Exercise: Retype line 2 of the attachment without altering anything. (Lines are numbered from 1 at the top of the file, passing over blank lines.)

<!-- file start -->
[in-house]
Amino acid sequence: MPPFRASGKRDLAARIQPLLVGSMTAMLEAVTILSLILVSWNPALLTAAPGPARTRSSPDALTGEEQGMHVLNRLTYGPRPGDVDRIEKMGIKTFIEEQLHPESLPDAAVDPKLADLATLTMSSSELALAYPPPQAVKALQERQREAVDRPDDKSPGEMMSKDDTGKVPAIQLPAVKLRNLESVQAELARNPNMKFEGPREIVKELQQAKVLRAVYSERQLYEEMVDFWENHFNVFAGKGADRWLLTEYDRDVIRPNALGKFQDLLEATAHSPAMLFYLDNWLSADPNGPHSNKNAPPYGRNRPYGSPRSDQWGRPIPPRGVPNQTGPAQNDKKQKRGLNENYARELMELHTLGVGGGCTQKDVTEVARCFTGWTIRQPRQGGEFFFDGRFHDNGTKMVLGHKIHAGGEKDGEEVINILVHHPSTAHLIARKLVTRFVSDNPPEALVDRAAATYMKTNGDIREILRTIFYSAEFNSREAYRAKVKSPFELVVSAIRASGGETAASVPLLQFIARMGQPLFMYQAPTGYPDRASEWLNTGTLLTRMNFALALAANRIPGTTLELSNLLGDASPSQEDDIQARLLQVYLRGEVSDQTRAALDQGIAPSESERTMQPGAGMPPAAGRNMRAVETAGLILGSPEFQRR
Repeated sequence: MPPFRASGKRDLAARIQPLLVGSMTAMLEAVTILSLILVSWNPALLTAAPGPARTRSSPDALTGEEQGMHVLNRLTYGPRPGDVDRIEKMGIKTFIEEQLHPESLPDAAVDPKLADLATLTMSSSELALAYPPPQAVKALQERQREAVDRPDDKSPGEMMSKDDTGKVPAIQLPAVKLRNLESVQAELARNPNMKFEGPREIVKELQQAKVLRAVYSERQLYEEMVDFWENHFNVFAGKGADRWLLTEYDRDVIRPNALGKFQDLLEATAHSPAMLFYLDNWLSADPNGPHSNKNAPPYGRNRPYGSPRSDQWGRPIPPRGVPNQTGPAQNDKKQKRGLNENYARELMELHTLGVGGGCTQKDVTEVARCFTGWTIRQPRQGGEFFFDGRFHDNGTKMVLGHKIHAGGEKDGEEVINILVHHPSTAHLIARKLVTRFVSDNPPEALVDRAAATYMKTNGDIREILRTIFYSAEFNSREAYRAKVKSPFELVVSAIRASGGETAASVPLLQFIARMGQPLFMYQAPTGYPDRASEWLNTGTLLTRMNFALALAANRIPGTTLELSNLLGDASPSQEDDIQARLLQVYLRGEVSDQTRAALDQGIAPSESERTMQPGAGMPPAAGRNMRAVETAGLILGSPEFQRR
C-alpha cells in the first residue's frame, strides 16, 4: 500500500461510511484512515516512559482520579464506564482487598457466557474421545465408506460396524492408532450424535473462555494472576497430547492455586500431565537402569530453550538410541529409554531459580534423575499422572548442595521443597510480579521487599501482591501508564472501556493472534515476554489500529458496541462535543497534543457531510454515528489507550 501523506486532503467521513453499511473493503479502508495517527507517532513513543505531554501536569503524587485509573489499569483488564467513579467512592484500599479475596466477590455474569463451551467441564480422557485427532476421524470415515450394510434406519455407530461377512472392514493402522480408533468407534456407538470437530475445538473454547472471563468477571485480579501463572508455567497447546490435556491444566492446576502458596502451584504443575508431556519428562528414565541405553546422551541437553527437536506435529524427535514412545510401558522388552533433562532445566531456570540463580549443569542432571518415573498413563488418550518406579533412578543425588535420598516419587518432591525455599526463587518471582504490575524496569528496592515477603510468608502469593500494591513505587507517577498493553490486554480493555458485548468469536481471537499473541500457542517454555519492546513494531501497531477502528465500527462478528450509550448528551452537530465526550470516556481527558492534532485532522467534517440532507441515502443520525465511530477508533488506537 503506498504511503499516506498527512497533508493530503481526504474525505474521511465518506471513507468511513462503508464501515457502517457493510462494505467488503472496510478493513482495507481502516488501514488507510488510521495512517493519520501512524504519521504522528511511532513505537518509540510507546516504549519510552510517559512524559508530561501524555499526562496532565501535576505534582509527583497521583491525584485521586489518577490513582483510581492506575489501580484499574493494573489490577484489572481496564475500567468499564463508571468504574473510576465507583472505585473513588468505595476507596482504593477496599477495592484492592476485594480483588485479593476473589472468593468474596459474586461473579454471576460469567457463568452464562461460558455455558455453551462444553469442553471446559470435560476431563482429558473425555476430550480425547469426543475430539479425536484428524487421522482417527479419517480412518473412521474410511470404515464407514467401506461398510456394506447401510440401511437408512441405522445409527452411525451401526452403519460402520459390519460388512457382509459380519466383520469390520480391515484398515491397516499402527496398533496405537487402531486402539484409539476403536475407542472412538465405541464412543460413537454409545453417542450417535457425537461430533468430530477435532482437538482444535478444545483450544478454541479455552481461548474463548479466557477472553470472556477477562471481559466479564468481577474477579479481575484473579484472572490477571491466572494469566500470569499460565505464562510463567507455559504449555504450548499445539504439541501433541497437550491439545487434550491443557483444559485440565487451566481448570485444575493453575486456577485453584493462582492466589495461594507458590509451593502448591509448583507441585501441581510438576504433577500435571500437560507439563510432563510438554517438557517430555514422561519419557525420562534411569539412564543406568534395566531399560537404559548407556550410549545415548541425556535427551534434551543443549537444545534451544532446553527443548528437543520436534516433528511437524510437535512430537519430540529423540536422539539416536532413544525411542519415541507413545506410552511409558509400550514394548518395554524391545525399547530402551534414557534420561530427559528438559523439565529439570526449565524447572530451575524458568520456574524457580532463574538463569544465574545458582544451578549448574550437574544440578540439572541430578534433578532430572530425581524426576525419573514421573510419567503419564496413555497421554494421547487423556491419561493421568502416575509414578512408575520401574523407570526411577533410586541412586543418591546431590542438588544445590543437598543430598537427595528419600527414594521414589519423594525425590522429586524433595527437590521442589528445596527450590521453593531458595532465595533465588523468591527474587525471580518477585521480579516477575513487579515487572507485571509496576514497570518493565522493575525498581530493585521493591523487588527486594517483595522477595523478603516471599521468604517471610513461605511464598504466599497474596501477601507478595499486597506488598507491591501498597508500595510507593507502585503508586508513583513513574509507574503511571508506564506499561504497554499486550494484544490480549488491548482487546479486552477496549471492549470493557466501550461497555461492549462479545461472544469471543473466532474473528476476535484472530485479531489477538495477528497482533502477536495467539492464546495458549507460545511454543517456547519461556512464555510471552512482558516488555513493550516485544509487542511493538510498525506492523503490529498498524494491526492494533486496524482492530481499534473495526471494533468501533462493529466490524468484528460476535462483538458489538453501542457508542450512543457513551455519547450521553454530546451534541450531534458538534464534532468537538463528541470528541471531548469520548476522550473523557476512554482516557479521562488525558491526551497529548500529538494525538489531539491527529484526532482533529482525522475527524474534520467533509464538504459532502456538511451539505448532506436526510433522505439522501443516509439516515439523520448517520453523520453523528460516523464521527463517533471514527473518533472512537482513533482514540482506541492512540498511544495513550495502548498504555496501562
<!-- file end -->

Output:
Amino acid sequence: MPPFRASGKRDLAARIQPLLVGSMTAMLEAVTILSLILVSWNPALLTAAPGPARTRSSPDALTGEEQGMHVLNRLTYGPRPGDVDRIEKMGIKTFIEEQLHPESLPDAAVDPKLADLATLTMSSSELALAYPPPQAVKALQERQREAVDRPDDKSPGEMMSKDDTGKVPAIQLPAVKLRNLESVQAELARNPNMKFEGPREIVKELQQAKVLRAVYSERQLYEEMVDFWENHFNVFAGKGADRWLLTEYDRDVIRPNALGKFQDLLEATAHSPAMLFYLDNWLSADPNGPHSNKNAPPYGRNRPYGSPRSDQWGRPIPPRGVPNQTGPAQNDKKQKRGLNENYARELMELHTLGVGGGCTQKDVTEVARCFTGWTIRQPRQGGEFFFDGRFHDNGTKMVLGHKIHAGGEKDGEEVINILVHHPSTAHLIARKLVTRFVSDNPPEALVDRAAATYMKTNGDIREILRTIFYSAEFNSREAYRAKVKSPFELVVSAIRASGGETAASVPLLQFIARMGQPLFMYQAPTGYPDRASEWLNTGTLLTRMNFALALAANRIPGTTLELSNLLGDASPSQEDDIQARLLQVYLRGEVSDQTRAALDQGIAPSESERTMQPGAGMPPAAGRNMRAVETAGLILGSPEFQRR